Older malaria drugs are being studied, and in some cases used, to treat or try to prevent infection with the new coronavirus, even though there is no firm evidence to show they are effective.
Studies are underway in a number of countries, including China, France and the United States, to see whether the pills – chloroquine and hydroxychloroquine – may have a role to play in the rapidly spreading pandemic.
U.S. President Donald Trump has touted the malaria drugs as “a game changer.” But the Food and Drug Administration and other health experts said trials must first ensure the medicines are effective and safe for use in this patient population.
WHY ARE MALARIA DRUGS UNDER CONSIDERATION?
There are currently no vaccines or U.S.-approved treatments for the highly contagious COVID-19 respiratory illness that has killed more than 18,000 worldwide, so even the most severely ill patients largely receive only supportive care such as breathing assistance.
On its website, the Centers for Disease Control and Prevention says some U.S. clinicians have reported anecdotal use of hydroxychloroquine at different doses.
Chloroquine is a synthetic form of quinine, which is found on the bark of the cinchona plant. It has been used for hundreds of years in South America to treat fever.
Chloroquine was first synthesized in the 1930s. A version called hydroxychloroquine, in use since the 1950s, is considered to be less toxic, according to studies. Both drugs can cause serious side effects, including vision loss, heart problems or even death, if used incorrectly.
The drugs are used to combat malaria, which is caused by a parasite spread through mosquito bites, because they interrupt its ability to digest a host’s blood cells.
Scientists have detailed biochemical proprieties of chloroquine that indicate it could be used against some viral infections. These include direct antiviral effects, such as blocking steps needed by certain viruses to replicate, and its ability to suppress production and release of proteins involved in inflammatory complications of several viral diseases.
In addition to malaria, hydroxychloroquine is also used to treat lupus and rheumatoid arthritis.
WHAT DOES THE DATA SAY?
Data has begun to emerge from some coronavirus trials, but most information so far is preliminary.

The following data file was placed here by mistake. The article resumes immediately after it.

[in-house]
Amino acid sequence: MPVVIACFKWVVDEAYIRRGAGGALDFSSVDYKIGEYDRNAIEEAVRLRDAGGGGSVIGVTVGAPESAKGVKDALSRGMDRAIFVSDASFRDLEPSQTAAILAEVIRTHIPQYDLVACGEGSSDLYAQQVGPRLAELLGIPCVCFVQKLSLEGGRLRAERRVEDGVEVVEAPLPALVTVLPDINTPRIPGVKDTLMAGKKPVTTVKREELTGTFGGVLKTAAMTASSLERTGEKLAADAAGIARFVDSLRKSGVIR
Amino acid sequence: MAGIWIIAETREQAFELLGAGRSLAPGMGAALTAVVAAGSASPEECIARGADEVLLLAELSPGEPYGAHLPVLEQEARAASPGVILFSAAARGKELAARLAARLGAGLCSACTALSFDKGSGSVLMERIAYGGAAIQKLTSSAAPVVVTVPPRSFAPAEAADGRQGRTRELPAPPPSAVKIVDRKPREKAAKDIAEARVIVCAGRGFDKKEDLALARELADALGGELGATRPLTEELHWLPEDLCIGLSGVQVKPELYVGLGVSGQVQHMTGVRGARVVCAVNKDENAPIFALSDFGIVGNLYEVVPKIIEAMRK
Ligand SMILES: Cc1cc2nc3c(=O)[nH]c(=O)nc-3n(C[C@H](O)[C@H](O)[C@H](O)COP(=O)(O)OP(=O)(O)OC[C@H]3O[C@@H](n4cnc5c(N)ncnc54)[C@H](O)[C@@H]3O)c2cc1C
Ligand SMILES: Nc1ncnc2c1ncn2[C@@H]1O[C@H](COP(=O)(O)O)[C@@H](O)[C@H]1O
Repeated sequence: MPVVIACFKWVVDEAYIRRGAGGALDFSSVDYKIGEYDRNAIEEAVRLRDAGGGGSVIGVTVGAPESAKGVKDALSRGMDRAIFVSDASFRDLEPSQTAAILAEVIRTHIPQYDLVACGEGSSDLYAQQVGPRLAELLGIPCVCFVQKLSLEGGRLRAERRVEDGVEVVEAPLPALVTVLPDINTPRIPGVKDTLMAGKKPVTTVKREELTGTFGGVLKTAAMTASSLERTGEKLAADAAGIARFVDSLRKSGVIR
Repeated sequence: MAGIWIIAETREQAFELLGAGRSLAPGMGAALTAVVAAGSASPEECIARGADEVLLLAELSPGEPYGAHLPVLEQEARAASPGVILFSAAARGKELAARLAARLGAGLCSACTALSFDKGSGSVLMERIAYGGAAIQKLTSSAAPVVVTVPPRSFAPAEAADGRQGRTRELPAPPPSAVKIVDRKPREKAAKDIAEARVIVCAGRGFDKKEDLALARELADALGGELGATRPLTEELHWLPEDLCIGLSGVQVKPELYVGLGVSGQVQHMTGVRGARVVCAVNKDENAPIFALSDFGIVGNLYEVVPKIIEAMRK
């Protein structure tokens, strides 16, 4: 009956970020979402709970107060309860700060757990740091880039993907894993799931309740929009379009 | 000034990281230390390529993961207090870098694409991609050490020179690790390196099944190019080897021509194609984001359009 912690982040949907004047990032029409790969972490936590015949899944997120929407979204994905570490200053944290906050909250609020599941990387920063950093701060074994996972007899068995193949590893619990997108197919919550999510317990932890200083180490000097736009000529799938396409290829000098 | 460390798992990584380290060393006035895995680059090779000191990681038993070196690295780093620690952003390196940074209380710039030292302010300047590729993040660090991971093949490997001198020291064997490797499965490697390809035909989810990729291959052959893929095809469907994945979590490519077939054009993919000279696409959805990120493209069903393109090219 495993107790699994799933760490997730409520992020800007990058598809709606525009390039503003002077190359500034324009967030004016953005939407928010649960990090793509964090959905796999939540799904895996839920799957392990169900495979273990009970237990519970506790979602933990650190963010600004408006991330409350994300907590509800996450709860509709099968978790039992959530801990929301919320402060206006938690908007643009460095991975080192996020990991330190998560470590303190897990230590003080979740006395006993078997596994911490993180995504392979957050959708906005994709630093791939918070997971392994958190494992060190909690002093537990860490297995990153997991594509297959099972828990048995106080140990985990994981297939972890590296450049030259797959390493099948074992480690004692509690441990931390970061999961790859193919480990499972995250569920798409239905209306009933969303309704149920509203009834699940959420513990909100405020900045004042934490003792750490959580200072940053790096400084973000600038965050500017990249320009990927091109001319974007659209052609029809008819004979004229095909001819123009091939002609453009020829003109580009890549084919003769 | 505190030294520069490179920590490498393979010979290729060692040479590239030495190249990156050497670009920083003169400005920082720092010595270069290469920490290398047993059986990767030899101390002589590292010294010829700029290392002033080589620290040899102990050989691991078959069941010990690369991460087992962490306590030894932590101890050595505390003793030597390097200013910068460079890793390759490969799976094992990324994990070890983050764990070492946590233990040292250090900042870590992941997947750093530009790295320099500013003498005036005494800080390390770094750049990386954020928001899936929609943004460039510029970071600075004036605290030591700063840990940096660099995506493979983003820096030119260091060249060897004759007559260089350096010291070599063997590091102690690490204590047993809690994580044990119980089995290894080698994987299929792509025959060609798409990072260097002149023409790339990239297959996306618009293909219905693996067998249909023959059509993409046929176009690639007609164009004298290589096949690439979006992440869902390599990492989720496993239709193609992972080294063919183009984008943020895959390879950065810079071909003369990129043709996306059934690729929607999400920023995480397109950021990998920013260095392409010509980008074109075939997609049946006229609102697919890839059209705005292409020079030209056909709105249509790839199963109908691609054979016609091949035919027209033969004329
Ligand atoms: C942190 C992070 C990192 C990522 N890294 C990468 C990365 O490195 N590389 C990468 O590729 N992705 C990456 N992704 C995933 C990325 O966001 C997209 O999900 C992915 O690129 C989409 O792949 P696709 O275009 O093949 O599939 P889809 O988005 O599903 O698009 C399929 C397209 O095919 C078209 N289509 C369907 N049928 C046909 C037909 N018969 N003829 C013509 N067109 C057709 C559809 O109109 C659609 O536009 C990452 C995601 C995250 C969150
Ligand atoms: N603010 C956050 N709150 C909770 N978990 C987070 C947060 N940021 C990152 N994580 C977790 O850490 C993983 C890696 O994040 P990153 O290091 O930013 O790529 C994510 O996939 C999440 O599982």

A French team last week said initial results from a 24-patient trial of hydroxychloroquine showed that 25% of patients given the drug still carried the coronavirus after six days, compared with 90% of patients given a placebo. But the trial is small and results on patient outcomes are still awaited.
Chinese researchers last month reported trial results showing that chloroquine treatment of COVID-19 patients had clinical and virologic benefit versus a comparison group. It has been added as a recommended treatment for the illness in China, where the virus first emerged in December.
This week, the Journal of Zhejiang University reported disappointing results from a 30-patient Shanghai study of hydroxychloroquine. It showed the drug worked no better than standard care for patients with COVID-19.
The University of Minnesota has launched a 1,500-person trial to see whether hydroxychloroquine can prevent or reduce the severity of COVID-19 in people exposed to the virus – including healthcare workers and family members of infected people.
Other trials of the malaria drugs are ongoing or set to start in the United Kingdom, Norway and Thailand.
New York Governor Andrew Cuomo, whose state is the epicenter of the U.S. outbreak with more than 25,000 cases, on Sunday said it had acquired hundreds of thousands of doses of the malaria drugs to use in a clinical trial.
IS THERE ENOUGH TO GO AROUND?
In the United States, prescriptions for chloroquine and hydroxychloroquine have already spiked and are in short supply, according to pharmacists.
Several makers of the generic medicines said they are increasing production of chloroquine pills. Teva Pharmaceuticals Industries Ltd, Mylan NV and Bayer AG have donated large quantities of the drugs to health authorities.
Health officials caution that no one should be taking these drugs to treat or prevent coronavirus infection without medical supervision and a prescription.
In Arizona, a man died and his wife was hospitalized after taking a nonmedical form of chloroquine used to fight parasites in aquariums.
“Given the uncertainty around COVID-19, we understand that people are trying to find new ways to prevent or treat this virus, but self-medicating is not the way to do so,” said Dr. Daniel Brooks, medical director of the poison and drug information center at Arizona-based Banner Health.